4 Conclusion

In our studies of the nonlinear compression of high-power laser pulses (TFC, CafCA, post-compression) after SPM in a KDP crystal we have obtained the pulse compression factor τinout > 6 with the compressed pulse duration τout = 10 fs, which corresponds to a peak power of 1.5 PW. To the best of the authors’ knowledge, 10 fs is the shortest duration of all present-day petawatt lasers worldwide. It is important to note that the experiments were carried out for the B-integral values from 5 to 19, with no damage to the optical elements, which indicates that small-scale self-focusing is insignificant. Analogous results were recently obtained by our team using silica[ Reference Ginzburg, Yakovlev, Kochetkov, Kuzmin, Mironov, Shaikin, Shaykin and Khazanov 17 ]. However, as compared with silica, KDP has several advantages: (i) a larger pulse compression factor τinout, especially for B = 5, …, 9; (ii) smaller absolute values of CMs dispersion αopt; (iii) smaller changes in αopt with the variation of the B-integral; and (iv) a possibility to control both linear and nonlinear properties of the medium by choosing the orientation of the crystal’s optical axis and the radiation polarization.

Taking into account the obtained results and the undoubted merits of nonlinear compression (simplicity, low cost, negligible pulse energy losses, and applicability to any high-power laser), we predict further development of this approach toward multipetawatt power and single-cycle pulse duration simultaneously.

Acknowledgment

The work was supported by the Center of Excellence “Center of Photonics” funded by the Ministry of Science and Higher Education of the Russian Federation, agreement No. 075-15-2020-906 and by the European Commission, grant agreement #871072-CREMLINplus.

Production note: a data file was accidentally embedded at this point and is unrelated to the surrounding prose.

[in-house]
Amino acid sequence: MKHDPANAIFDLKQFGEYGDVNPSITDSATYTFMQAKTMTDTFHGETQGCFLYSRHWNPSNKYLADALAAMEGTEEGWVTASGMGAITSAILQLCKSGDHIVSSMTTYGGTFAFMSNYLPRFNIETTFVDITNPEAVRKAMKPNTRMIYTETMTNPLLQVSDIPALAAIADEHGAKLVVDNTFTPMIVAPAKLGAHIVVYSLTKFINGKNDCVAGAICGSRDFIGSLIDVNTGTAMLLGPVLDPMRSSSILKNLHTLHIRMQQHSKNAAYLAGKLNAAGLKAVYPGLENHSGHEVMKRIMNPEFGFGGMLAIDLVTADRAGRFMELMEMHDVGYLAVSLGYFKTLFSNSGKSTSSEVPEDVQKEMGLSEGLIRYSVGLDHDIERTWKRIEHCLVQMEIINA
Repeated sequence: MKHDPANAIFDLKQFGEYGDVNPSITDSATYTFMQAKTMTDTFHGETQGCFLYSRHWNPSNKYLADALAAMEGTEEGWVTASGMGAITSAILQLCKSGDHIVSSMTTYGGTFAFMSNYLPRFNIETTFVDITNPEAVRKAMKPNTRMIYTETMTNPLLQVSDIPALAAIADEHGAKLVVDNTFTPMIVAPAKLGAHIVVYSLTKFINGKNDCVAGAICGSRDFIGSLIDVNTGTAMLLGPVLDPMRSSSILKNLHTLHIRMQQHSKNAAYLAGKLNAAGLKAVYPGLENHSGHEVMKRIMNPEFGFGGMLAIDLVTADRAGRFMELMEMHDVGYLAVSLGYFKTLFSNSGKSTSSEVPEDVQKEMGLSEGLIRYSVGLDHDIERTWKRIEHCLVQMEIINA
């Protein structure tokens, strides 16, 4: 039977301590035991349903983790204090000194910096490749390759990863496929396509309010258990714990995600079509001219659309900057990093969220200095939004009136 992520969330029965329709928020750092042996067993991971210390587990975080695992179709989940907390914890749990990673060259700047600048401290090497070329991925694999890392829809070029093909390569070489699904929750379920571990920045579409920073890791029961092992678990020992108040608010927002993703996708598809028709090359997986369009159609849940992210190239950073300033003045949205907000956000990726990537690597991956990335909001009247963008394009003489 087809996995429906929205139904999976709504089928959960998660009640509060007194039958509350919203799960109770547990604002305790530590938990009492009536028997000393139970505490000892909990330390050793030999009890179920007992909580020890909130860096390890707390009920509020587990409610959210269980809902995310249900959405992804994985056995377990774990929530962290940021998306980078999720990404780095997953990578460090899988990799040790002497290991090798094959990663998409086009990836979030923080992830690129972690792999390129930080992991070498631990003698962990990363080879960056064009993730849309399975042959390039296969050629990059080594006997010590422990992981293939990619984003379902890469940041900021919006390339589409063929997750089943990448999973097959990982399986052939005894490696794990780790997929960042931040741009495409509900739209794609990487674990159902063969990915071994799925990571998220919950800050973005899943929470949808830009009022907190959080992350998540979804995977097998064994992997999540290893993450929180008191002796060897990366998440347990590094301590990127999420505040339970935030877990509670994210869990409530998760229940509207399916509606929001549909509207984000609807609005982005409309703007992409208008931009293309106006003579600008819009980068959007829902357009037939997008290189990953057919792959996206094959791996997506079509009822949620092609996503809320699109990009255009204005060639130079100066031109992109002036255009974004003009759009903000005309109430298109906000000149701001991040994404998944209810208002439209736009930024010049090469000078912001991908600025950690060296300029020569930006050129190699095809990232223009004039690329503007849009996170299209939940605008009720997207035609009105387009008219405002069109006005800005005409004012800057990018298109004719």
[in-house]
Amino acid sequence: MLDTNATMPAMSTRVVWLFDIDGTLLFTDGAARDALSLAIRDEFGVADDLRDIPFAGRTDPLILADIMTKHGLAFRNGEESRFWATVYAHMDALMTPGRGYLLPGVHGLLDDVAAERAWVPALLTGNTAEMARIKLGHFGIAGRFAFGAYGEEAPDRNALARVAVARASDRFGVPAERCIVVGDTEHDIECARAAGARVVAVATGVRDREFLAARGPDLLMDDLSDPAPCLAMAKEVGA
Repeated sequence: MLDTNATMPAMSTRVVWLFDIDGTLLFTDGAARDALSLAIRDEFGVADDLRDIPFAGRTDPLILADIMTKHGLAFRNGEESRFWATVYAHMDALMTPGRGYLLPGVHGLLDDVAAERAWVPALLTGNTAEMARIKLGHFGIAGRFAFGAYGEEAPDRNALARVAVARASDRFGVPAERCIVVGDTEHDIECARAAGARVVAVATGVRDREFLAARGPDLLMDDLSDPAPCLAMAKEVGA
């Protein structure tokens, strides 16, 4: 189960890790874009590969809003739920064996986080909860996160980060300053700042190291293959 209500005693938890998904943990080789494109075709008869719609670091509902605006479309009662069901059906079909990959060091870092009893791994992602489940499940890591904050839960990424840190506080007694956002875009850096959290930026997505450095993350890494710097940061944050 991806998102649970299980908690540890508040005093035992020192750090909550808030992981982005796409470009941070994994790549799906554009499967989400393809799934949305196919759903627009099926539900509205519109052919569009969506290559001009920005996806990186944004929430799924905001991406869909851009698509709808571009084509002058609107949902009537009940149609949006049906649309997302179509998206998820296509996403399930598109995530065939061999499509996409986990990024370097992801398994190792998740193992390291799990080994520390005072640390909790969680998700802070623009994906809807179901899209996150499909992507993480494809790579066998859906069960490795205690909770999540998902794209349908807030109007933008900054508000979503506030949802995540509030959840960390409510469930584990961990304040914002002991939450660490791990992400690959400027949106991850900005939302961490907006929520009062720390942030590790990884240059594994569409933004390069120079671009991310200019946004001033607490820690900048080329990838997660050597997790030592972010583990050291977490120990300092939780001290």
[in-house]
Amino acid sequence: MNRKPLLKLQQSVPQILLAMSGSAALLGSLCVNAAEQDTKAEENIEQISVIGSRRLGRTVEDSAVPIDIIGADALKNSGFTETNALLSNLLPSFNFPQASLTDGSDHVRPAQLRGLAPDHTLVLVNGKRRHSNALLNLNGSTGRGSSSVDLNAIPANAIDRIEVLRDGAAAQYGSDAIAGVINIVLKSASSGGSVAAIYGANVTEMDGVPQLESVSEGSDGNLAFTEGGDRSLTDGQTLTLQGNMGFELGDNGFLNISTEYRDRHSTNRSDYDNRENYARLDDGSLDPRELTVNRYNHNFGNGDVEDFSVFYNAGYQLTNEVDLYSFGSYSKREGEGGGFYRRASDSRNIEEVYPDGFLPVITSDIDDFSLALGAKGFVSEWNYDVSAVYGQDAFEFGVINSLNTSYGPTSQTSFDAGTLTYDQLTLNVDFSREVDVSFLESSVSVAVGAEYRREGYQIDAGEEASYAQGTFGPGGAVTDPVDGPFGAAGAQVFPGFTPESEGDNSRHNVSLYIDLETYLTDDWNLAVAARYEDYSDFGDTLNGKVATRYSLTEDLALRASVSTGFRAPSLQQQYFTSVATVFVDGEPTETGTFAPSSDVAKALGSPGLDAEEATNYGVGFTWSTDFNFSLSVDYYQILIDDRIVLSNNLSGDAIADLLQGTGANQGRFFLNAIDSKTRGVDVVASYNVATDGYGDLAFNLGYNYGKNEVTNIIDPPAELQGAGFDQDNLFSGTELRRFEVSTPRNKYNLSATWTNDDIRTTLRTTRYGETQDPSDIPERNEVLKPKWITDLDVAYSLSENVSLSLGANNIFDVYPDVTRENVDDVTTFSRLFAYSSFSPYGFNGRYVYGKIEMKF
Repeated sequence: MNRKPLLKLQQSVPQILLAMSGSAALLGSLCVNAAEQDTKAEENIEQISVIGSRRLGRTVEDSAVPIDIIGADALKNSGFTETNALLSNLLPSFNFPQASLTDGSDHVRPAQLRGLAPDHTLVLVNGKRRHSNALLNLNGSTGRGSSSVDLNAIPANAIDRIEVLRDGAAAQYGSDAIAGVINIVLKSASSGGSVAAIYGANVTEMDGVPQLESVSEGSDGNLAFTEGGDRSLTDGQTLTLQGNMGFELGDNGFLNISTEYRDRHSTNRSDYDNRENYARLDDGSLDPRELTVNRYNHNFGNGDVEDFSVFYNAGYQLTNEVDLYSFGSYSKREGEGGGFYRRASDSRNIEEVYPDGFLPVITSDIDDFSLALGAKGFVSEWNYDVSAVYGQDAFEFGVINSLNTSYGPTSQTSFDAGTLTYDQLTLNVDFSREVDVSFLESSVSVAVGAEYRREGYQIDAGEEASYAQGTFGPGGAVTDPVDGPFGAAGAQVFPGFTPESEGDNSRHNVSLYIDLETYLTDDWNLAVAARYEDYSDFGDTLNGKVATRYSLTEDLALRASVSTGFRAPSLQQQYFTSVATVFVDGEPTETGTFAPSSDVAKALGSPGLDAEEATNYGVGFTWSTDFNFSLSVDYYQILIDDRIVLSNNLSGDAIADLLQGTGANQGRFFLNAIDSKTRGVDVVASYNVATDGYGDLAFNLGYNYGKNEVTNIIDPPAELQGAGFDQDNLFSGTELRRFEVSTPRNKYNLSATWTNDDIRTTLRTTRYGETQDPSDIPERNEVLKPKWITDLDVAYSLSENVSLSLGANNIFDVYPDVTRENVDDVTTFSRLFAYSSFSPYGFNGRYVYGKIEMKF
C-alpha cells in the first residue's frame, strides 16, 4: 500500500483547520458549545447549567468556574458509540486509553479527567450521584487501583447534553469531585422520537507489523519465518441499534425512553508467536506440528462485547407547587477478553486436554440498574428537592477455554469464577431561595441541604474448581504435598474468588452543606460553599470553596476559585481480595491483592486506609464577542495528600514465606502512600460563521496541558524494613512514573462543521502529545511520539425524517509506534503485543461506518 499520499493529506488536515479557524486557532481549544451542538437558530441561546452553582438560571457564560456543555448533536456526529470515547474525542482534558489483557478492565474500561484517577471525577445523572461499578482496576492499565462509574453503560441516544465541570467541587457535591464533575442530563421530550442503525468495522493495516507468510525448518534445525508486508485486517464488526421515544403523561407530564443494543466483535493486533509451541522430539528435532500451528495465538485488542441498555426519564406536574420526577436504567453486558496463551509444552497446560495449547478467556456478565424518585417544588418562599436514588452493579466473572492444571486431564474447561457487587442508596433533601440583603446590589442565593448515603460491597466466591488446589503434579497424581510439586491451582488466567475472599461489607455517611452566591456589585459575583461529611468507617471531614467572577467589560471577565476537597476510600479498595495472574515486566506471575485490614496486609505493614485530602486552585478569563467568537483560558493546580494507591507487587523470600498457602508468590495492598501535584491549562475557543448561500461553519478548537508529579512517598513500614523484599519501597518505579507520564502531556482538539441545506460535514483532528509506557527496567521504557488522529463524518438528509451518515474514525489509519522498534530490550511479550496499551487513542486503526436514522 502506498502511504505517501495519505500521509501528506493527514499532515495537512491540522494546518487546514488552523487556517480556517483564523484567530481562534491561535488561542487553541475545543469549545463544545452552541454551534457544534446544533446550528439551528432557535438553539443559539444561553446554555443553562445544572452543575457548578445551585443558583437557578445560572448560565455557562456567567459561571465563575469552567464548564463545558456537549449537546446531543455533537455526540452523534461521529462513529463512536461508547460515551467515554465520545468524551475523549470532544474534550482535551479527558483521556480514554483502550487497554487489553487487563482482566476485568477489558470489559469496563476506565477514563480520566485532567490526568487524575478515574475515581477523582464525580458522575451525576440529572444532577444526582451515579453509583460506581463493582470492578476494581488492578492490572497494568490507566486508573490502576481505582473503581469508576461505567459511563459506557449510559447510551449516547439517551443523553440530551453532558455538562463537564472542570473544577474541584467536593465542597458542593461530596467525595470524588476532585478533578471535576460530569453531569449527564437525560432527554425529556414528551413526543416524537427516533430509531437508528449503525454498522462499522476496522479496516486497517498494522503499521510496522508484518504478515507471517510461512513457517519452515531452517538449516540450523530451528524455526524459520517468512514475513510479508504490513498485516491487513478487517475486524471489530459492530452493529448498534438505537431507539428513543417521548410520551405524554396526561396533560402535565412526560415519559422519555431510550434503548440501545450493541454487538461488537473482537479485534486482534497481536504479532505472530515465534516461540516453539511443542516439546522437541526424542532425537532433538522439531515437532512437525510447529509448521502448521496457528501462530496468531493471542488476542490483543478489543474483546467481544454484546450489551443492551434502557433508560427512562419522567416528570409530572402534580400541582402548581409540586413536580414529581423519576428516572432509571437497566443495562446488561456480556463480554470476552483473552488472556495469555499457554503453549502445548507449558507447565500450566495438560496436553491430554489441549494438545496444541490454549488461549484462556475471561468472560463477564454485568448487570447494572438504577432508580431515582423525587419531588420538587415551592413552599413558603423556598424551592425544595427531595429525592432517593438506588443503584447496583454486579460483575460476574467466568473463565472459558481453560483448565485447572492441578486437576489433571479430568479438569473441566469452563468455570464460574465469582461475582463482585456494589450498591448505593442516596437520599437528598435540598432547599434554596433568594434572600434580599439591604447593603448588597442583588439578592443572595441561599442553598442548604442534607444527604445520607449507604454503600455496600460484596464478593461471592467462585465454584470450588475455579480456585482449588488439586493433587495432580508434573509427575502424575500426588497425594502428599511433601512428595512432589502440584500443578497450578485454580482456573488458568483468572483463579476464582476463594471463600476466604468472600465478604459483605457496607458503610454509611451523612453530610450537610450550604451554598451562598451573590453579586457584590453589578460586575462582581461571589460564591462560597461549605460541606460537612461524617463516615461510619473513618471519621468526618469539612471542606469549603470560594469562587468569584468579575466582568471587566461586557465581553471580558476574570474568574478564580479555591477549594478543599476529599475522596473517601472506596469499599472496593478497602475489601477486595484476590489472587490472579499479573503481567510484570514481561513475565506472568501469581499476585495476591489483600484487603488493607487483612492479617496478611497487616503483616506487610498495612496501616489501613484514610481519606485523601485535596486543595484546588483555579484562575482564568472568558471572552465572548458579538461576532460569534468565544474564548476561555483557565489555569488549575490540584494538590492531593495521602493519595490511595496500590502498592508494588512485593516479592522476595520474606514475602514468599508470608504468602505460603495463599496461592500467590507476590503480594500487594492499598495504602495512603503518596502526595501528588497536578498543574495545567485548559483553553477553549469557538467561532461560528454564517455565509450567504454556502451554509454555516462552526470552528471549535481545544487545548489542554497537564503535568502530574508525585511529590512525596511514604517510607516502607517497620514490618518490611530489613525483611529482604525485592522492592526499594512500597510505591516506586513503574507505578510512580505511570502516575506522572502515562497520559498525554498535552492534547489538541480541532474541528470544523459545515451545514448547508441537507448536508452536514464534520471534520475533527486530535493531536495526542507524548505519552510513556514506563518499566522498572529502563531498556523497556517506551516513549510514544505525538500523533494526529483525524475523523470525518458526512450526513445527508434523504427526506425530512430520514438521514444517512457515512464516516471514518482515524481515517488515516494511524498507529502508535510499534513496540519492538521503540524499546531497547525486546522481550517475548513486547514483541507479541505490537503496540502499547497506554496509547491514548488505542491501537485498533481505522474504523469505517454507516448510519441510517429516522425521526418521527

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Figure 0

Table 1 The parameters of numerical modeling.

Figure 1

Figure 1 Curves for (a) αopt(B), (b) Fτ(B), and (c) Fi(B) for α = αopt for KDP (blue) and silica (red): FTL pulse at k3 ≠ 0 (solid curves) and k3 = 0 (dashed curves); non-Gaussian FTL pulse, the spectrum and autocorrelation function of which are presented in Figure 3(a) (dotted curves). FTL, Fourier-transform-limited.

Figure 2

Figure 2 Schematic of the experiment. CM, chirped mirror; GW, small-aperture glass wedge; AC, autocorrelator; S, spectrometer.

Figure 3

Figure 3 Measured input (blue) and output (red) spectra and ACF for two typical shots: (a) B = 13, τin = 67 fs, τout = 10.9 fs and (b) B = 14, τin = 57 fs, τout = 10.1 fs.

Figure 4

Figure 4 Experimental minimal compressed pulse duration τout for KDP (L = 4 mm), silica (L = 5 mm), and silica (L = 3 mm[15,20]) for two ranges of B values. The curves are plotted to make the figure more illustrative.

Figure 5

Figure 5 Output pulse duration τout (blue) and pulse compression factor Fτ = τinout (red) at α = −200 fs2; τin = 55, …, 67 fs.

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Use of KDP crystal as a Kerr nonlinear medium for compressing PW laser pulses down to 10 fs